An Irishman charged together with two other men from Dublin with murdering, mutilating and dumping the body of a former friend failed to turn up to his trial with two others at Amsterdam Criminal Court yesterday.
Philip County, 34, formerly of Portarlington and with an address in Lucan, Co Dublin, contacted the court through his lawyer claiming his family had received a bullet in the post as a warning and he would not be in court.
*Warning - this report contains details some readers may find disturbing*
29-year-old Keith Ennis suffered multiple stab wounds to his head and face and several fatal knife slashes to his back penetrating vital organs in a Rotterdam apartment in February 2009.
Afterwards his body was cut up with a hacksaw. The head was severed and hidden in a suitcase which was dumped in a canal together with refuse bags containing his body, which was hacked into two parts.
It took weeks before Dutch police identified the victim via Interpol and assistance from gardaí as a result of DNA and identification from a distinctive tattoo on one of Mr Ennis's arms.
Mr County's co-accused Kenneth Brunell, 30, of Palmerstown, Co Dublin, and Barry McArdle, 31, from Drimnagh, Dublin, who were extradited from Ireland in 2014 to stand trial, told judges as the four-day trial opened that Mr County's statements denying involvement in the killing were all lies.
He was involved in Mr Ennis's killing, they said.
In an earlier statement Mr County had admitted helping his co-accused to dispose of the dead man's body from a Rotterdam apartment.
Both Mr Brunell and Mr McArdle had exercised their right to silence, refusing to answer any questions after they were transferred to the Dutch authorities.
When the presiding judge asked why, they replied: "On the advice of our lawyer."
Asked what they were doing in the Netherlands, they claimed they went there on holidays.
The court heard that in an apartment in Rotterdam where both Mr County and the victim had lived for a time and where Mr McArdle and Mr Brunell had stayed, Dutch police recovered a chainsaw without a blade hidden in a meter cupboard.
DNA from the dead man and from Mr McArdle were found on the chainsaw.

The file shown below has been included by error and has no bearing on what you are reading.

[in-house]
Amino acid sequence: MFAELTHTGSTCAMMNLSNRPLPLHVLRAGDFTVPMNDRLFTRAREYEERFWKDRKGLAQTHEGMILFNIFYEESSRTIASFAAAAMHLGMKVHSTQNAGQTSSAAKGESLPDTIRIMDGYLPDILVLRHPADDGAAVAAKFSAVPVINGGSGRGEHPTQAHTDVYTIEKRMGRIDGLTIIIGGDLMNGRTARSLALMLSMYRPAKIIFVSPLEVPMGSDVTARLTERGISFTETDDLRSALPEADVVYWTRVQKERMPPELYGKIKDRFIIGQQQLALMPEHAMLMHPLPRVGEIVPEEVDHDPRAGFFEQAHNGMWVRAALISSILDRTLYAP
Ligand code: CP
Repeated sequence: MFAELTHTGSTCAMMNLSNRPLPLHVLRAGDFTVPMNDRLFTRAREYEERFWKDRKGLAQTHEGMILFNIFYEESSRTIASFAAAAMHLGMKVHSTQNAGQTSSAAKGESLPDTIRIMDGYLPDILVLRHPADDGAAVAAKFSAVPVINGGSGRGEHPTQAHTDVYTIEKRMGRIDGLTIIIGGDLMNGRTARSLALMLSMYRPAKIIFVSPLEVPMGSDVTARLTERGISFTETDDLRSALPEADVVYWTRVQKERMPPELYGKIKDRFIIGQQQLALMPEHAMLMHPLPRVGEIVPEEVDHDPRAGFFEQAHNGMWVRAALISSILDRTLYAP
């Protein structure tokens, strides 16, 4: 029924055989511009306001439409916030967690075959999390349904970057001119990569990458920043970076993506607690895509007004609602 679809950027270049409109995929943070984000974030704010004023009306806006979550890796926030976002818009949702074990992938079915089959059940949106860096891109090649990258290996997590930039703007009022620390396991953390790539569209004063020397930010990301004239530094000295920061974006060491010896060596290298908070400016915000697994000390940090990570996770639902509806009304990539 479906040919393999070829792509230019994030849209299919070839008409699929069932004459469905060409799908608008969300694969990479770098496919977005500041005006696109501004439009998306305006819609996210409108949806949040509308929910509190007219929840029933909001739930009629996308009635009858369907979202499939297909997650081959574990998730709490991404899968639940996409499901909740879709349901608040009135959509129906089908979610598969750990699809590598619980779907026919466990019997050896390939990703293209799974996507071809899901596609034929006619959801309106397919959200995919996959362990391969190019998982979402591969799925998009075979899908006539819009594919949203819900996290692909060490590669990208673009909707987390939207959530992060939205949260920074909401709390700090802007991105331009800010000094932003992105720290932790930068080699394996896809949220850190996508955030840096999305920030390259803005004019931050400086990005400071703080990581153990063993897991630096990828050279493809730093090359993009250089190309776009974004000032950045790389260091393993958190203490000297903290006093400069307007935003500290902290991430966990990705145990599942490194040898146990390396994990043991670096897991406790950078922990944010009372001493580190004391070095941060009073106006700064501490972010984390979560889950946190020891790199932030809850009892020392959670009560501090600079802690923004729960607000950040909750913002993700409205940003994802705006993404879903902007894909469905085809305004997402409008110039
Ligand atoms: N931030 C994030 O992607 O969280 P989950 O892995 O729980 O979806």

The dead man was in the drugs trafficking business and police believed that Mr County was working for him in the Netherlands, judges heard, and there had been media reports in Ireland that those responsible for his murder were members of one of Dublin's most violent drugs gangs.
Mr Ennis believed his life was in danger from gang leaders who suspected he had provided information to gardaí leading to the seizure of drugs and guns.
In the months before his death he had emailed funeral requests to his family saying his life was in danger and he wanted to put his affairs in order for his nine-year-old son.
He even named the funeral music he wanted and where he would be waked and asked for his ashes to be divided between his mother and his fiancée.
Mr County gave a statement to gardaí and later to Dutch police that Mr Brunell and Mr McArdle were responsible for Mr Ennis's killing.
In excerpts read out in court he said Mr Ennis was on the run and they had shared a flat together in Rotterdam after he fled Ireland.
On 7 February 2009 a row broke out in the flat where Mr McArdle and Mr Brunell were also staying, while Mr County was at the supermarket.
"Keith went to the living room and took a knife and tried to stab Barry then Kenneth took a knife from the kitchen and stabbed Keith in the back, Barry told me that he took a knife and then stabbed Keith with it in his neck," he said.
Supported by a volunteer from Dutch victim support the victim's mother Margaret Ennis left the courtroom for a time during the pathology reports detailing the wounds her son had suffered at the hands of his killers.
The trial resumes again on Monday when the Dutch public prosecutor is expected to demand the maximum murder sentence.
The verdict will be delivered on 15 May.